Wolves on the Westside?

Discussion in 'Fly Fishing Forum' started by scottr, Aug 19, 2012.

  1. Be Jofus G

    Be Jofus G Banned or Parked

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    hahahahaha, I just had a mental image of a caveman trying to headbutt an elk to death...

    that is all. :D
     
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  2. Olive bugger

    Olive bugger Active Member

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    I guess I a bit confused about this subject. What was the idea behind the reintroduction of the wolves in the first place? Nature seemed to be functioning well without them.

    I am aware that wolves are interesting and social animals among their own kind, but they are hell on livestock, which is a source of human food. In light of feeding a growing population, I question the wisdom of introducing a competitor to the food chain.
     
  3. Jason Rolfe

    Jason Rolfe Wanderer

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    Hey Charlie,

    I think part of it may lie in our definition of "nature functioning well." I think in the ideal situation, nature functioning well means an environment with a healthy number of all of it's "native" species, whether they are mammals, birds, fish, trees and plants, or whatever.

    So, although nature may seem to be doing alright on the surface (which I would argue it isn't, except in a few untouched wilderness areas here and there), the very fact that we have eliminated or reduced certain species from nature means that it is certainly not doing well.

    As far as wolves being a competitor to us in the food chain--I seriously doubt that will ever be a problem. I doubt wolves will ever kill enough sheep to put a dent in our supply of mutton (and honestly, how often do people eat sheep anyway?). And even when they do kill them, ranchers get reimbursed for that by the government (in the best scenario), which I would assume means there won't be higher costs for the consumer further down the line.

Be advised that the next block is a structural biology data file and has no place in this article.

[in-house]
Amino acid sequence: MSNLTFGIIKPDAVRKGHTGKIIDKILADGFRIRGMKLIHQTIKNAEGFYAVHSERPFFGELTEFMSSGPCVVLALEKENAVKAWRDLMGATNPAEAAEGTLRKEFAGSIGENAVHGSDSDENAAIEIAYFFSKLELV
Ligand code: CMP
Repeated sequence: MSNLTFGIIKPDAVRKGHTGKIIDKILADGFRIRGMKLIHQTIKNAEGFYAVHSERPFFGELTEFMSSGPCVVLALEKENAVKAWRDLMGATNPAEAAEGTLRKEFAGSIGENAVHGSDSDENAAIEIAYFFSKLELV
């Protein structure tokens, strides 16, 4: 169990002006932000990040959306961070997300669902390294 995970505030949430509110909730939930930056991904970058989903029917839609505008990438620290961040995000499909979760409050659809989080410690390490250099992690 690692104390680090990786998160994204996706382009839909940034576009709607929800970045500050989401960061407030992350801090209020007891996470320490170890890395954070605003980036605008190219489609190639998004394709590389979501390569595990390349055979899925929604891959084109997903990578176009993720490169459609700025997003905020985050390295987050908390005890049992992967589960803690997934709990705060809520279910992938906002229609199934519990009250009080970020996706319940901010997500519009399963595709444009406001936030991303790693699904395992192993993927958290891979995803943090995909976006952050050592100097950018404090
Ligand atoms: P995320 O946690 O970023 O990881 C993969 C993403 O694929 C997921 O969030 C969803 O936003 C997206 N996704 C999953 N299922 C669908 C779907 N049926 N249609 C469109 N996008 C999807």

Cheers,

    Jason
     
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  4. Olive bugger

    Olive bugger Active Member

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    Well, Jason there are a few points in there that I agree with you about, but I am going to differ on a couple. The human population has expanded at an alarming rate. We have been making more people for a long time and we seem to be getting good at it. The down side of that is that we have not learned to take care of our environment in the process. As a people, we have moved into the wilderness to make it into a not so wilderness. In doing so, we have reduced the habitat of our fellow critters. They have to go somewhere. Mostly the big and mean ones, go where we don't want them to go. Just because they can. I doubt that you can convince a sheep rancher that the loss of his income from his flock is just nature's way, and that nobody eats sheep anyway. Also the little child that has lost fluffy to a coyote or wolf.


    My statement about nature seems to be doing ok without the wolves is aimed at the idea that predation of animals in the wild does not seem to be suffering because of the lack of wolves. So why do we spend the time and money to reintroduce them?

    I hope that this statement is taken in the manner in which it is intended. I am not trying to be a smart a$$ or know it all, I just have a question, looking for a reasonable answer.
     
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  5. Jason Rolfe

    Jason Rolfe Wanderer

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    Hey Charlie,

    Totally agree with you. I think where we are differing ever so slightly is in the idea of where/how to solve the problem or make a change. Seems to come down to either accepting the problems we have caused and doing the best with what we've got (which might include keeping wolves out of these areas so as not to harm our resources--like sheep). Or, on the other hand, we can recognize the problems we've caused and work to correct them, which would include living a lifestyle--as a society--that is not so wasteful, which I believe would in turn mitigate a lot of the issues with over-population and any food shortages. We could do those things, and also have wolves.